It’s In Your Court: Jury Appreciation Week

Submitted Article
The week of April 28 to May 2 was recognized as Jury Appreciation Week in Minnesota.  Judges and court administrators are keenly aware of the financial stresses that may accompany jury duty for some citizens.  Therefore, we express our THANKS to our all jurors of the past year.  Supreme Court Justice John Harlan (served 1877 – 1911) called the American jury system “one of the principal excellencies of our Constitution.”
Jury service is an opportunity for citizens to directly participate in the judicial process.  
The Constitution’s Sixth Amendment guarantees jury trials in felony criminal cases, and its Seventh Amendment provides for jury trials in certain civil cases as well.
So, you picked up your mail and found an official-looking letter from your local district court administrator.  You open the envelope and discover that you have been summoned for jury duty.  What is your initial reaction?
Excitement:  Good for you!  You may have been a voter or holder of a drivers’ license or State Identification Card for years, but have never been called to jury duty until now.  You feel that jury duty is your responsibility as an American and Minnesota citizen
Dread:  My employer is going to be upset!  There is no one else to do my job.  It’s my busiest time of year.  Who else is going to care for my daycare children?  I have too much to do!  These are all understandable first reactions.  If someone called to jury duty has a commitment that they simply cannot change, such as medical treatment or a scheduled trip, they can request the court administrator to schedule their jury duty at another time. 
Bewilderment:  You are pleased to serve on a jury but have questions about what will happen.  As a juror you will watch a videotape telling you about the basics of jury duty.  This information is also available on the state court website at http://www.mn courts.gov/?page=319.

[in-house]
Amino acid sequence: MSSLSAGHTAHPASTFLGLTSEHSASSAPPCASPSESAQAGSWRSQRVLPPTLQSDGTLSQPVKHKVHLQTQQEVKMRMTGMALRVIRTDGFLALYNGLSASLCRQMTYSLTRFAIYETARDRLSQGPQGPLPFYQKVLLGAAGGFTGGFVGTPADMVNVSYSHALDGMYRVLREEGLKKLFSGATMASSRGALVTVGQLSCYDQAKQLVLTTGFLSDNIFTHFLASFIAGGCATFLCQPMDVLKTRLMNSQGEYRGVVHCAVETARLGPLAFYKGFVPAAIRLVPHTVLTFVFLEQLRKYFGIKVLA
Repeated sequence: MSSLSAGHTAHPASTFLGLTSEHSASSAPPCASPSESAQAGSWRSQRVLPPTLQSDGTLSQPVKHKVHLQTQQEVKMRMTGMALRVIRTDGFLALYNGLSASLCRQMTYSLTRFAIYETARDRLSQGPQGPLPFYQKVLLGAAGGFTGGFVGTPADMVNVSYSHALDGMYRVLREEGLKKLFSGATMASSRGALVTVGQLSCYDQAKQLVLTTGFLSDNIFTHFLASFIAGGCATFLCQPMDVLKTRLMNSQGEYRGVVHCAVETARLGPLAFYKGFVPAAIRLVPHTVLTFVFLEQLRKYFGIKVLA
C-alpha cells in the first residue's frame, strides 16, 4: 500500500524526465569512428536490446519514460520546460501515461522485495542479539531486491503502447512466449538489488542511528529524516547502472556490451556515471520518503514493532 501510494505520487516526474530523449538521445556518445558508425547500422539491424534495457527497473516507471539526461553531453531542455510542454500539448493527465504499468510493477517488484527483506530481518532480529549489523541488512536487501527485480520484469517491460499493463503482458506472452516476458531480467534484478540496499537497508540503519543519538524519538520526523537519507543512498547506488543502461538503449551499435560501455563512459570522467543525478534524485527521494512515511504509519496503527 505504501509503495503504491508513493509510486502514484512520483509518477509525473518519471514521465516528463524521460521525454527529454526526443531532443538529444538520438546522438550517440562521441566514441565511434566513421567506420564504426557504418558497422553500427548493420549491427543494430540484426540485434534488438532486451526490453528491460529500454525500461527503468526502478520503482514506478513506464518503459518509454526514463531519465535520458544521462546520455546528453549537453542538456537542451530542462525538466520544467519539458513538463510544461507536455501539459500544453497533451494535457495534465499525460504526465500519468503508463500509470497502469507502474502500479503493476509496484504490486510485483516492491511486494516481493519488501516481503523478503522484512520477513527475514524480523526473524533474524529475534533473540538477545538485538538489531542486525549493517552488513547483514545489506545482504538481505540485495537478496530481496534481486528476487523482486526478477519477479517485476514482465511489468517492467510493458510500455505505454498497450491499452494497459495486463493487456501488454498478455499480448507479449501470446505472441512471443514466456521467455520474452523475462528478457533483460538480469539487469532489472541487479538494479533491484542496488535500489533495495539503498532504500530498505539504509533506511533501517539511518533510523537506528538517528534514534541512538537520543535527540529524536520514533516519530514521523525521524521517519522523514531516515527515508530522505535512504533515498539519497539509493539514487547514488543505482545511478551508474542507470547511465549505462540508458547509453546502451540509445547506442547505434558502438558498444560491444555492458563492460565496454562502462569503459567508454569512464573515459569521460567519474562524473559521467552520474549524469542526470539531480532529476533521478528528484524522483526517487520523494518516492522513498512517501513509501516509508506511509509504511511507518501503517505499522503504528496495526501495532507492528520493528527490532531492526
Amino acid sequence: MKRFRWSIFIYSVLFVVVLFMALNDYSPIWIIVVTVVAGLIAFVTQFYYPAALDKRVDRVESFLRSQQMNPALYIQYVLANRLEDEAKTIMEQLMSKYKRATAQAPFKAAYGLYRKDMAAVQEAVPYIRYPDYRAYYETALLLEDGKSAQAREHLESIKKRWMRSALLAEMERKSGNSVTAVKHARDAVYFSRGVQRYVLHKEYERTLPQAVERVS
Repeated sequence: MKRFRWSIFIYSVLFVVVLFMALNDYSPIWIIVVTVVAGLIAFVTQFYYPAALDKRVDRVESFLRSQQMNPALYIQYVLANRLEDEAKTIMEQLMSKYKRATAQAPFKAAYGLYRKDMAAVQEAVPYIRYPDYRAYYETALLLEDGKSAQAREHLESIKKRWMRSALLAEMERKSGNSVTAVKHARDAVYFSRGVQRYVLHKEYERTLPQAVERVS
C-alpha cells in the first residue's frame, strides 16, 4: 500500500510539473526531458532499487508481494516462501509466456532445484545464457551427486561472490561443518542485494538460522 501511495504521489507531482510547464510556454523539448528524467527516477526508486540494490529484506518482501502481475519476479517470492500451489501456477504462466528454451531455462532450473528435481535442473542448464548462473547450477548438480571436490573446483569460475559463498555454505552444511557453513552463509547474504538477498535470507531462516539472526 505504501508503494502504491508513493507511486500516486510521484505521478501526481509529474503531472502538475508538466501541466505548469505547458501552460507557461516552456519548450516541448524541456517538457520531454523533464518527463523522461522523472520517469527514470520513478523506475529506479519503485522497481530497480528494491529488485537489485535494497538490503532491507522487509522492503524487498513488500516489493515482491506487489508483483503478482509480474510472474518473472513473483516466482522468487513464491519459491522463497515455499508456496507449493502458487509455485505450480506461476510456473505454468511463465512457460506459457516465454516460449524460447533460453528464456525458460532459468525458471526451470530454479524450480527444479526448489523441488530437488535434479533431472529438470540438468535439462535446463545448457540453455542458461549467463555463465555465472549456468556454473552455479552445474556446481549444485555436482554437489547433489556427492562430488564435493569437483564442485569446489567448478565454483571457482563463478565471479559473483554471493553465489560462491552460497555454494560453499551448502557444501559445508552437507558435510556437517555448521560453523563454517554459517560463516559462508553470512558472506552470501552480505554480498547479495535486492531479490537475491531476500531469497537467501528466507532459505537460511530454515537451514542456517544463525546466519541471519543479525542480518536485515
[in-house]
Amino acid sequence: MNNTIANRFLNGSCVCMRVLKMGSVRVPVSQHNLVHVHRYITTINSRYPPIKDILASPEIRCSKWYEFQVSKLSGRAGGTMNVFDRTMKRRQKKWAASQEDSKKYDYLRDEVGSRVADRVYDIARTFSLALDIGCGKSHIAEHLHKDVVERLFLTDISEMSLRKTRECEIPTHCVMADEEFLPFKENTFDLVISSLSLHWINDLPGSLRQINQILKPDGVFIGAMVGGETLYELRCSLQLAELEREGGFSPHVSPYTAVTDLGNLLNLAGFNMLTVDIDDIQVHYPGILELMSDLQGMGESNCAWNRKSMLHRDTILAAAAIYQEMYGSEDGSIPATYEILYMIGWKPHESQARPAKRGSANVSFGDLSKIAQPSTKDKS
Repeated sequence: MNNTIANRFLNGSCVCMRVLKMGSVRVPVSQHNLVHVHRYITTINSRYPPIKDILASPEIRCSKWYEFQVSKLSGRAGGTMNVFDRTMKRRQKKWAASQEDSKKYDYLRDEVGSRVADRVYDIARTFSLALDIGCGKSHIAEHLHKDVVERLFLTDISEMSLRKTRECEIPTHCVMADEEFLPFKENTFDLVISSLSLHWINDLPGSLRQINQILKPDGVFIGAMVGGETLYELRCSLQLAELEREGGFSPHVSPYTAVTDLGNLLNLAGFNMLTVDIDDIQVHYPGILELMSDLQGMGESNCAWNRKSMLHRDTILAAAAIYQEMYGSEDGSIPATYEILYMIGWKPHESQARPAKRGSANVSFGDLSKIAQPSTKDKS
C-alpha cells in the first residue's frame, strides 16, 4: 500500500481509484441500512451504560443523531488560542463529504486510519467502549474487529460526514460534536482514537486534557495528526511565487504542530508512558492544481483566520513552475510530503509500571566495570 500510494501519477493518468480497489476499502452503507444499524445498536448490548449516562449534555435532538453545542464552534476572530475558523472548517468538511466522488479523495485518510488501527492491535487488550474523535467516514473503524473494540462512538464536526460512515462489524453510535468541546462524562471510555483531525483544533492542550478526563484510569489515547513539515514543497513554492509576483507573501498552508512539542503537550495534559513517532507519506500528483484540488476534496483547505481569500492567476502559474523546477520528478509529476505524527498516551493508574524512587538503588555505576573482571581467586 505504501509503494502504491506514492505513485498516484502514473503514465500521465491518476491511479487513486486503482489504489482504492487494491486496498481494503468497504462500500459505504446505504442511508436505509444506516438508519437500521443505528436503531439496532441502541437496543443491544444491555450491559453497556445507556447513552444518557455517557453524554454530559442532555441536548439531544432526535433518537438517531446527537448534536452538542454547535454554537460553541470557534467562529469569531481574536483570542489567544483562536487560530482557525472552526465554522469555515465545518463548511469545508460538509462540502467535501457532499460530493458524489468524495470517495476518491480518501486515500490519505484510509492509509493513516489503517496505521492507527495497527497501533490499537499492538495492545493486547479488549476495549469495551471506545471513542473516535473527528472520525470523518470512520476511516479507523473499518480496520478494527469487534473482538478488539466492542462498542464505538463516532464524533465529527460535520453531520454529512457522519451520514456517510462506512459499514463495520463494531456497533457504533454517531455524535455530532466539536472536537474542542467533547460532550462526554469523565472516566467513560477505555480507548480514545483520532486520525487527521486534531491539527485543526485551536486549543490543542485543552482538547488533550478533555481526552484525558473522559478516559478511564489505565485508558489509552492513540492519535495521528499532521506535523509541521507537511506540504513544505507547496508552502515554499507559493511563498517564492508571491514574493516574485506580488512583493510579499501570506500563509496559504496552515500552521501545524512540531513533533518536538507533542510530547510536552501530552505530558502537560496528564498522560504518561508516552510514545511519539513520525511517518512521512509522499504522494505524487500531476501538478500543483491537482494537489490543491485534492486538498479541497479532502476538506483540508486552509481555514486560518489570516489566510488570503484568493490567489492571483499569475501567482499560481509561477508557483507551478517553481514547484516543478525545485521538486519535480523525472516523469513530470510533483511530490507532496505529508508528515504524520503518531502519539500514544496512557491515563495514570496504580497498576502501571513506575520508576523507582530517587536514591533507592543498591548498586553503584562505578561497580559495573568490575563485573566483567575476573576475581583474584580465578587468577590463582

Frequently, judges receive written requests to be excused from jury duty by single parents, or teachers, or farmers, or daycare providers, as examples.  For many people their service can be deferred to a more-convenient time, such as summers for teachers.  Occasionally I receive a request that basically implies the following:
Dear Judge:  Please excuse me from jury duty.  I am a professional person and my (customers, patients, students, etc.) rely on me and I cannot possible serve on a jury.   I am just too important to devote my time as other American citizens to sitting in a courtroom and deliberating over the fate of a fellow citizen.  Signed: Very Important Citizen
This kind of letter makes me very angry, to be frank.  I think of the millions of Americans who have served on battlefields, in the air and on the oceans over the past 200 years to preserve our many freedoms as Americans.  I think of those Americans serving us in Afghanistan.
Millions of people throughout the world continue to live under oppressive systems, in China, Myanmar, Iran, and elsewhere.  America’s system of government and our rights and freedoms guaranteed by the Constitution are, indeed, a miracle.  We have freedom to travel, freedom to speak openly (as I am doing here), and the freedom to disagree with our government.   Freedoms we must not take for granted.
But with freedoms come responsibilities or “duties.”  This includes jury duty.  It is a misdemeanor in Minnesota to fail to appear for jury duty if summoned, unless one is excused by the court.  As the song says, “freedom isn’t free!”  Serving on a jury is a duty of American citizenship and should be considered an honor, not an inconvenience or distasteful task.
So if you receive a jury summons I sincerely hope you will embrace this opportunity to serve your fellow citizens and fulfill your duty as an American.   Remember, it’s in your court.
  

photos


James Patrick Agosto

HABITAT FOR HUMANITY WALL RAISING CEREMONY  in Big Lake for the Jeremy Iaquinto-Trisha Egan family. Jeremy and Dontay are in the doorway, Grandma is next, then daughters Erin, Arianna and Hailey, with mom Trisha looking on behind them. Pastor Terry Gryzbowski is in the pink shirt, next to them. (Photo by Jennifer Edwards).

FUDGIN’ DELICIOUS ICE CREAM has delicious treats for everyone as well as an amazing line of home decor products. Last week the Big Lake Chamber of Commerce held a ribbon cutting ceremony for the new business. Pictured from the left are Deb Steiskal from Congresswoman Michele Bachmann’s office, Donna Clarksean from KleinBank, owner Anne McKeehan, Melanie Yarke, Sherburne County Economic Development Specialist Dan Weber, John Howard from Coborn’s, Big Lake Chamber of Commerce President Tricia Skodje, City of Big Lake Economic Development’s Heidi Steinmetz, local author Lauri Robinson, Susan Nagorski from the West Sherburne Tribune, Big Lake Chief of Police Joel Scharf and Mayor Raeanne Danielowski. (Photo by Jennifer Edwards).